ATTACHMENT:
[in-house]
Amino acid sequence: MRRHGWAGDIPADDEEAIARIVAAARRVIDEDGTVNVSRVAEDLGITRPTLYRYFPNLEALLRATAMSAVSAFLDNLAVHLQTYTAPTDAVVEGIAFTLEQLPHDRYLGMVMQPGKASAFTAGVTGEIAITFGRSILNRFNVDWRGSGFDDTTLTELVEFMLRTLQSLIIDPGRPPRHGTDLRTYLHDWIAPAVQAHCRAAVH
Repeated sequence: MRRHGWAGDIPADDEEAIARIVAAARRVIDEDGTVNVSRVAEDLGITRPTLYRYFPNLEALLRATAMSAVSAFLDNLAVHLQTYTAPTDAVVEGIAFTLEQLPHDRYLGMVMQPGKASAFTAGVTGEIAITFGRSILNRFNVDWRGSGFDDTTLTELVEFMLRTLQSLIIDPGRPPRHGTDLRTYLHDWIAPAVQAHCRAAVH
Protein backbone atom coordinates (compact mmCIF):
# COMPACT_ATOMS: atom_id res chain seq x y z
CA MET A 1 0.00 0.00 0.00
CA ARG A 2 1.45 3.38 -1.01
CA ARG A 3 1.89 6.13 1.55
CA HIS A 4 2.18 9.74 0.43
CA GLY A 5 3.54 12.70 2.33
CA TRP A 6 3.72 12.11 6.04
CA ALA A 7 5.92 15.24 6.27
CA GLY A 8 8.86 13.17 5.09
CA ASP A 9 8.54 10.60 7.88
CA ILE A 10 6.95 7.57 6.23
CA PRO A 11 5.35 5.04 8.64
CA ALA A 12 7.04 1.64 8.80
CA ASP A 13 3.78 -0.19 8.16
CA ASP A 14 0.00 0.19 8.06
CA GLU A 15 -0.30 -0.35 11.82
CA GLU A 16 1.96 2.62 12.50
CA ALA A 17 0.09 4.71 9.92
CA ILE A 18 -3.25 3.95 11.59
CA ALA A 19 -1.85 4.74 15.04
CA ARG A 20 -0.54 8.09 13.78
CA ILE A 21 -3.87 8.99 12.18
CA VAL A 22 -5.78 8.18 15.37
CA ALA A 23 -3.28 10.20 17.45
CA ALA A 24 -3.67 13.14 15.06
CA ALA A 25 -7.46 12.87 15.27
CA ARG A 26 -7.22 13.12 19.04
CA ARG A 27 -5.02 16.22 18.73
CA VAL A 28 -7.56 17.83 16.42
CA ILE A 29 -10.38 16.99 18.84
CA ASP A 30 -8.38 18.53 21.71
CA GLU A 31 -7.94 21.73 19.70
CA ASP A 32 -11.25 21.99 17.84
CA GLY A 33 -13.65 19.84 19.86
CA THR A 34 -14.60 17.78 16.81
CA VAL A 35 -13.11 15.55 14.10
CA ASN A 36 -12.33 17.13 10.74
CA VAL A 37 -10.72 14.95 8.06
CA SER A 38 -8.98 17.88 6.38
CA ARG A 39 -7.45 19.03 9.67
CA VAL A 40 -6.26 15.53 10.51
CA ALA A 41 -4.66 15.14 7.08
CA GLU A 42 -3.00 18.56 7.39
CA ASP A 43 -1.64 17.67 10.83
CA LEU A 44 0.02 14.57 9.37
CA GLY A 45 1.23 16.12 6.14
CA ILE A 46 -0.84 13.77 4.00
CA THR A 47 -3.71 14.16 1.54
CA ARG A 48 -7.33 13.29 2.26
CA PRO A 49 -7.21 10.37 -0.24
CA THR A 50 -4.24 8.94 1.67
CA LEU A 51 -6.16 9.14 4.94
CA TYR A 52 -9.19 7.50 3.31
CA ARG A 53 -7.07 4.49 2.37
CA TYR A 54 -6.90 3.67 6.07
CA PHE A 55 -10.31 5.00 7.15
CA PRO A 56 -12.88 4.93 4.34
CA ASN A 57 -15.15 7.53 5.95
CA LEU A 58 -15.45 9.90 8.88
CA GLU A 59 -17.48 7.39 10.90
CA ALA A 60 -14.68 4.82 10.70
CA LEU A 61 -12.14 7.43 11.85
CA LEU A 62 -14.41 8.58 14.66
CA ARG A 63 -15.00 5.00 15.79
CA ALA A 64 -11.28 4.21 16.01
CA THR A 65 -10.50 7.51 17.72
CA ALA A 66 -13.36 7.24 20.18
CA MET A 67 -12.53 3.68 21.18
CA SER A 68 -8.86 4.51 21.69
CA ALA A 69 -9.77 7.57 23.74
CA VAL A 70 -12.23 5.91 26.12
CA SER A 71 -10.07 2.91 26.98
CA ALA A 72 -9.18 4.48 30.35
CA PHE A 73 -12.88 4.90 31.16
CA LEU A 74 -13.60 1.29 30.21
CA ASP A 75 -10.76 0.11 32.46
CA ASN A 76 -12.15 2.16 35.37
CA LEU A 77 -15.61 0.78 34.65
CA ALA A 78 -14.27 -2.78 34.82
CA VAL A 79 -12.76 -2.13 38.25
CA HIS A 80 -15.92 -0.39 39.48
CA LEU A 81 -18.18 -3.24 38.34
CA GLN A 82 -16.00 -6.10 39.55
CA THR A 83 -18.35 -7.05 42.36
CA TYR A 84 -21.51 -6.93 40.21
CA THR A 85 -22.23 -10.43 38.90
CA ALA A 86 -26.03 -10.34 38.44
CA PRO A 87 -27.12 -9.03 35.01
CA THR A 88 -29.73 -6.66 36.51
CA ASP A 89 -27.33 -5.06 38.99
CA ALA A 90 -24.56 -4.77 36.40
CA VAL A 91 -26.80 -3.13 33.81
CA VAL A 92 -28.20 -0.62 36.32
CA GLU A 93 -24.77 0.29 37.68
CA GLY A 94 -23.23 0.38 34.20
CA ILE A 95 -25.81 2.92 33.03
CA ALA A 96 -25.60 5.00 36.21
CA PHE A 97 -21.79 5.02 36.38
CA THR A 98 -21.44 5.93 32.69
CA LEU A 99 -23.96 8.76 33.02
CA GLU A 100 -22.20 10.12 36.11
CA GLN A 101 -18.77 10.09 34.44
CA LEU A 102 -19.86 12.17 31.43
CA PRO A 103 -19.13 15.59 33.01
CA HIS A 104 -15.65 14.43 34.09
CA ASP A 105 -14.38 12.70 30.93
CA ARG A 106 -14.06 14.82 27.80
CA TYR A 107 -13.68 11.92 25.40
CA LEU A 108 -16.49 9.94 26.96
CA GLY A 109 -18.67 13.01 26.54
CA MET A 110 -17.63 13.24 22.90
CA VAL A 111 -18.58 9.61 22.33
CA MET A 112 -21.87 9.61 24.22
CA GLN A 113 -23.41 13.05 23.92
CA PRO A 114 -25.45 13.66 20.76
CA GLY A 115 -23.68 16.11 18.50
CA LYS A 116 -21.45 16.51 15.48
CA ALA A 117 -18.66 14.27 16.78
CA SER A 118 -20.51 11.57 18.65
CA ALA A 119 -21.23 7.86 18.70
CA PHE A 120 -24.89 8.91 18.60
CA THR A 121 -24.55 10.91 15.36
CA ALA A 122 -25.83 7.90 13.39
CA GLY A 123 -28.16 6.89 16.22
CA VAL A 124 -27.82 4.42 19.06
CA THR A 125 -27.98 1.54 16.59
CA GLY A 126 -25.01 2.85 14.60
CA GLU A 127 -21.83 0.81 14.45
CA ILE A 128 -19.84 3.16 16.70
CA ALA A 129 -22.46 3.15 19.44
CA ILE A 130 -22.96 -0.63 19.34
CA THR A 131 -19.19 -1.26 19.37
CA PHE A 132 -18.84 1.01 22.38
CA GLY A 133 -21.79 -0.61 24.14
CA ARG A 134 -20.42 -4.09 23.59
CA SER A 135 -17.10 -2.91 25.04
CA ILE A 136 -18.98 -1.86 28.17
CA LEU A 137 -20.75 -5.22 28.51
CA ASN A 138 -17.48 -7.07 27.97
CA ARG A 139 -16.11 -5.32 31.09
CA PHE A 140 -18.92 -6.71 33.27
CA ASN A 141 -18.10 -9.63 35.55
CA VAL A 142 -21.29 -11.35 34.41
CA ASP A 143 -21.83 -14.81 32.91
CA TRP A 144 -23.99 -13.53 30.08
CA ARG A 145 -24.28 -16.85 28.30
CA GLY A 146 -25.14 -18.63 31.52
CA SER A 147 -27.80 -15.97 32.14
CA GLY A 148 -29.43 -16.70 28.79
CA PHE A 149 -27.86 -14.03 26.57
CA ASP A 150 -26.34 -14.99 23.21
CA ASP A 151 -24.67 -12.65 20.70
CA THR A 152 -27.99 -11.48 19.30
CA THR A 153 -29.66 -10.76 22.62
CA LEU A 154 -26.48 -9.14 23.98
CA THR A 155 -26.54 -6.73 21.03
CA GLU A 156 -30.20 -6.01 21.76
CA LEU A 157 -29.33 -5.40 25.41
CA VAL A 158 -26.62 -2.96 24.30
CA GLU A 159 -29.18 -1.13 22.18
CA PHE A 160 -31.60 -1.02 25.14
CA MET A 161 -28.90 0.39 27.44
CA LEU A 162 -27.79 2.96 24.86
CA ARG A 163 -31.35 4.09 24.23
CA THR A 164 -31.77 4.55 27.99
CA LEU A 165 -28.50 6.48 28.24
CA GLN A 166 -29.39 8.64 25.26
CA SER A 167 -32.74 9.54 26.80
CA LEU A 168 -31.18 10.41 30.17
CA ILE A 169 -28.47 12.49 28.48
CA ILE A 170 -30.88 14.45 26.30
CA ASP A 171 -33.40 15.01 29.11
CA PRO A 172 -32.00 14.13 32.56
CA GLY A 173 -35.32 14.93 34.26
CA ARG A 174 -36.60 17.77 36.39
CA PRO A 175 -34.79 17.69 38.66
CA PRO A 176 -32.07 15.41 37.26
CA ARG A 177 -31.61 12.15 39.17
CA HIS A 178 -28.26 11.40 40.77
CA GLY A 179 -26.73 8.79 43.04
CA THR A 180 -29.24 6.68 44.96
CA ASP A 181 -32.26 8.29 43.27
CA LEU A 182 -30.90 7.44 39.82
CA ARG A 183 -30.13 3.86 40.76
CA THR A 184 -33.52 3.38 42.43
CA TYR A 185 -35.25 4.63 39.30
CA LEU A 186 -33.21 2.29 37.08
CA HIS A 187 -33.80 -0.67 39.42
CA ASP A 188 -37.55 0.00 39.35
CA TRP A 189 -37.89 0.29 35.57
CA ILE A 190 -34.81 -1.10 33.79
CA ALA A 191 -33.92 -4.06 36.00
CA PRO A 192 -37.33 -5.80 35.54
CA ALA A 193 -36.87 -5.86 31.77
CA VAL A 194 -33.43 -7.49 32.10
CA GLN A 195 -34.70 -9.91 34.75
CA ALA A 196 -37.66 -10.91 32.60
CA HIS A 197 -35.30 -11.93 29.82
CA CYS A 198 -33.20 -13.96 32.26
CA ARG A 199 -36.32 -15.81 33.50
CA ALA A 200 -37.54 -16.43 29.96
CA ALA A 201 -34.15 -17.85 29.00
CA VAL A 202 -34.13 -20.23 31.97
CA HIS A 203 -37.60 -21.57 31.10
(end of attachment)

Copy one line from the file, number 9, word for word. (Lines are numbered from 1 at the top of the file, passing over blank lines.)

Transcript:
CA HIS A 4 2.18 9.74 0.43